This post has been updated. See note below for details. As a rule, composers of musicals are happy about any productions anywhere of their work. But Mike Stoller, the surviving half of the fabled songwriting team of Leiber and Stoller, is particularly excited about the Pasadena Playhouse's impending revival of "Smokey Joe's Café," the jukebox musical built around more than three dozen of the signature hits he and longtime partner Jerry Leiber cranked out in the 1950s and 1960s.
CALIFORNIA | LOCAL
July 27, 2011 | By Keith Thursby, Los Angeles Times
Gil Bernal, a tenor saxophonist who during his long career played a variety of styles with artists such as Spike Jones, Lionel Hampton and Ry Cooder , has died. He was 80. Bernal died of congestive heart failure July 17 at Glendale Adventist Medical Center, his family said. Adept at playing pop, jazz or blues, Bernal sang and played with Hampton's big band and had memorable sax parts on such 1950s songs as Duane Eddy's "Rebel Rouser" and the Robins' "Smokey Joe's Cafe.
CALIFORNIA | LOCAL
August 27, 2009 | Randy Lewis
Ellie Greenwich, the New York songwriter behind a string of 1960s hits that gave effervescent voice to unbridled teen romance including "Da Doo Ron Ron," "Chapel of Love" and "Be My Baby," many of them in collaboration with producer Phil Spector, died Wednesday of a heart attack, according to her niece, Jessica Weiner. She was 68. She was being treated for pneumonia and "some other heart issues" at St. Luke's-Roosevelt Hospital Center in New York when she suffered the heart attack, Weiner said.
ENTERTAINMENT
June 17, 2009 | RJ Smith
They met cute. Jerry Leiber was an animated teenage tunesmith. Because he lacked the skill of putting notes on paper, however, a friend told him to call a piano player named Mike. Jerry dialed the number he'd been given. "Hi, my name is Jerome Leiber. Are you Mike Stoller?" "Yup." "Did you play a dance in East L.A. last week?" "Yup." "Can you write music?" "Yup." "Can you write music on paper?" "Yup." "Would you like to write songs with me?" "Nope." "How come?" "I don't like songs."
ENTERTAINMENT
December 17, 2008 | Charlotte Stoudt
In 1950, a couple of nice Jewish boys with a passion for black culture met up in Hollywood and changed popular music forever. Jerry Leiber and Mike Stoller not only found the sweet spot between smooth pop and raw blues, they were also among the first songwriters to produce their own songs. The duo's control over their material inspired everyone from Burt Bacharach to the Beatles: "We don't write songs," Leiber famously said. "We write records." Now their wildly successful revue, "Smokey Joe's Cafe: The Songs of Leiber and Stoller," which ran for more than 2,000 performances on Broadway, plays in a terrific revival at the El Portal.
MAGAZINE
April 9, 2006
I was out strolling during lunch in New York City about 10 years ago when I saw Jerry Leiber and Mike Stoller in the courtyard of a building on Park Avenue ("Inseparable," by Zev Chafets, March 19). Being very familiar with their catalog of early rock 'n' roll songs and a great admirer, I was too intimidated to say hello, thank you and ask for an autograph. I still kick myself for being so shy. Shelby Asch Vista Leiber and Stoller are to R&B what D.W. Griffith and Cecil B. DeMille were to the Golden Age of Hollywood: the architectural visionaries of a vastly popular entertainment.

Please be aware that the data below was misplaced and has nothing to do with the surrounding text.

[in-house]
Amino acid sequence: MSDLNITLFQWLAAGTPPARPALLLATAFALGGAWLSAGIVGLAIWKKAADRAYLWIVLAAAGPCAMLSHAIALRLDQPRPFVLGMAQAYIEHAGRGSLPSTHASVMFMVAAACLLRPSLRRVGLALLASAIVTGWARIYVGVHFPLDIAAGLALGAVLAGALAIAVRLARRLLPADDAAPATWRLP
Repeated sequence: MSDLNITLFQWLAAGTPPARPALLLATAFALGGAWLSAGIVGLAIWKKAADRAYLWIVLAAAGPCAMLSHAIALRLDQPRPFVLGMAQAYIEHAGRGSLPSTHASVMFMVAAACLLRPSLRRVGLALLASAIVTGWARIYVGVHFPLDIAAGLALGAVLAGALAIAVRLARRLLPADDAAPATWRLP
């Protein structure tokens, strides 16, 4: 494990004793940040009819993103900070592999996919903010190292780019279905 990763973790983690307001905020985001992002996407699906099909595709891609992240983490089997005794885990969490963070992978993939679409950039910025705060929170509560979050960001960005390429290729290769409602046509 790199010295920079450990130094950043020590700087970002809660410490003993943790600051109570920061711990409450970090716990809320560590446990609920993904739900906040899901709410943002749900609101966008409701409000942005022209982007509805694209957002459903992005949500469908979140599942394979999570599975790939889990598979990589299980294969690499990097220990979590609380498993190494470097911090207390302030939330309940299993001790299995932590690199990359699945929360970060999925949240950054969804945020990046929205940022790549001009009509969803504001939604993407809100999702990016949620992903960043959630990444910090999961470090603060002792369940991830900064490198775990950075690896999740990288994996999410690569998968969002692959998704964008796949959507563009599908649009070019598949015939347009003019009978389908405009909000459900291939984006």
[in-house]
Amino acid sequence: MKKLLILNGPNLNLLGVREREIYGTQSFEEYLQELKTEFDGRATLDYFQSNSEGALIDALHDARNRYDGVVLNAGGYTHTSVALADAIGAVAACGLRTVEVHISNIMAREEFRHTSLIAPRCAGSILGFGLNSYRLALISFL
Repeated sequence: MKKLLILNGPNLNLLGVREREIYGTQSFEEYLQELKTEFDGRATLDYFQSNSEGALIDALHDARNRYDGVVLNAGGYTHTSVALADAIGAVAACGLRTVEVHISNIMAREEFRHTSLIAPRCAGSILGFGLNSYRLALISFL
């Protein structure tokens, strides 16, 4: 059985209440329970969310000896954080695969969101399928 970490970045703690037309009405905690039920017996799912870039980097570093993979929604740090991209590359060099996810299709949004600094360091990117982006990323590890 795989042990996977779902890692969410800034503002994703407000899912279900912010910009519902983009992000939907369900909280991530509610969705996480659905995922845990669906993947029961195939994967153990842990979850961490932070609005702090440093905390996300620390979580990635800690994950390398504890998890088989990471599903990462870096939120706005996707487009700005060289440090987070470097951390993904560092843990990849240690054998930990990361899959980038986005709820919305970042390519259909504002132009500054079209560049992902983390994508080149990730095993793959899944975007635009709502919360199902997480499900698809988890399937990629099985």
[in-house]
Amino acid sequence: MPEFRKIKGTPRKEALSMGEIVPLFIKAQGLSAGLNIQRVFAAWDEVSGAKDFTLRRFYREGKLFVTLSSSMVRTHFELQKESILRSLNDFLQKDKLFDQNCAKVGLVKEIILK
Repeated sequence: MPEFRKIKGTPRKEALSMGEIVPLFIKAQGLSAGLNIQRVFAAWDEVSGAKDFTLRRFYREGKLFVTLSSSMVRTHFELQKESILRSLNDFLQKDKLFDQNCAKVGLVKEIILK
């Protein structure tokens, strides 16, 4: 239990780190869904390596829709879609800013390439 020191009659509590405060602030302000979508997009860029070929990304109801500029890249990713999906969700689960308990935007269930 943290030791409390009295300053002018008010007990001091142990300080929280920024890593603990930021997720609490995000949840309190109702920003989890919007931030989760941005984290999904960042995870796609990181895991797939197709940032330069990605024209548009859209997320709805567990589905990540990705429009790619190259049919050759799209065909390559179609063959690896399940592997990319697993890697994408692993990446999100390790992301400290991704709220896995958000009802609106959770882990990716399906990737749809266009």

MAGAZINE
April 2, 2006
The article on songwriters Jerry Leiber and Mike Stoller was one of the best pieces I've ever read ("Inseparable," by Zev Chafets, March 19). Chafets couldn't have picked better subjects. But I wish the story had been longer. Just like their songs, I couldn't get enough. Ed Masciana Torrance Kudos on your enjoyable piece on Leiber and Stoller. I'm of a similar age and background and can appreciate the history of the times Chafets wrote about. When I was younger, I really enjoyed their earlier music and loved seeing "Smokey Joe's Cafe" when it played here.
CALIFORNIA | LOCAL
July 27, 2011 | By Keith Thursby, Los Angeles Times
Gil Bernal, a tenor saxophonist who during his long career played a variety of styles with artists such as Spike Jones, Lionel Hampton and Ry Cooder , has died. He was 80. Bernal died of congestive heart failure July 17 at Glendale Adventist Medical Center, his family said. Adept at playing pop, jazz or blues, Bernal sang and played with Hampton's big band and had memorable sax parts on such 1950s songs as Duane Eddy's "Rebel Rouser" and the Robins' "Smokey Joe's Cafe.
CALIFORNIA | LOCAL
August 27, 2009 | Randy Lewis
Ellie Greenwich, the New York songwriter behind a string of 1960s hits that gave effervescent voice to unbridled teen romance including "Da Doo Ron Ron," "Chapel of Love" and "Be My Baby," many of them in collaboration with producer Phil Spector, died Wednesday of a heart attack, according to her niece, Jessica Weiner. She was 68. She was being treated for pneumonia and "some other heart issues" at St. Luke's-Roosevelt Hospital Center in New York when she suffered the heart attack, Weiner said.
ENTERTAINMENT
November 13, 1994 | Chris Willman, Chris Willman is a regular contributor to Calendar
More than four decades after starting out in the business, and two decades after more or less retiring from the hit parade, songwriters Jerry Leiber and Mike Stoller still stand as the most successful non-performing writing partnership in the history of rock 'n' roll. Imagine that no one else but these two had ever written a rock song.
CALIFORNIA | LOCAL
January 20, 1994
What a pleasure to read on Jan. 10 about Mike Stoller and Jerry Leiber (songwriters extraordinaire) saving the nightclub owner who had not paid her just dues to ASCAP (American Society of Composers, Authors and Publishers). The news is so full of violence, hatred and crime that it is gratifying to see an act of love reported in the paper. Thanks, Leiber and Stoller--thanks, L.A. Times. PATRICIA DUBIN McGUIRE Los Angeles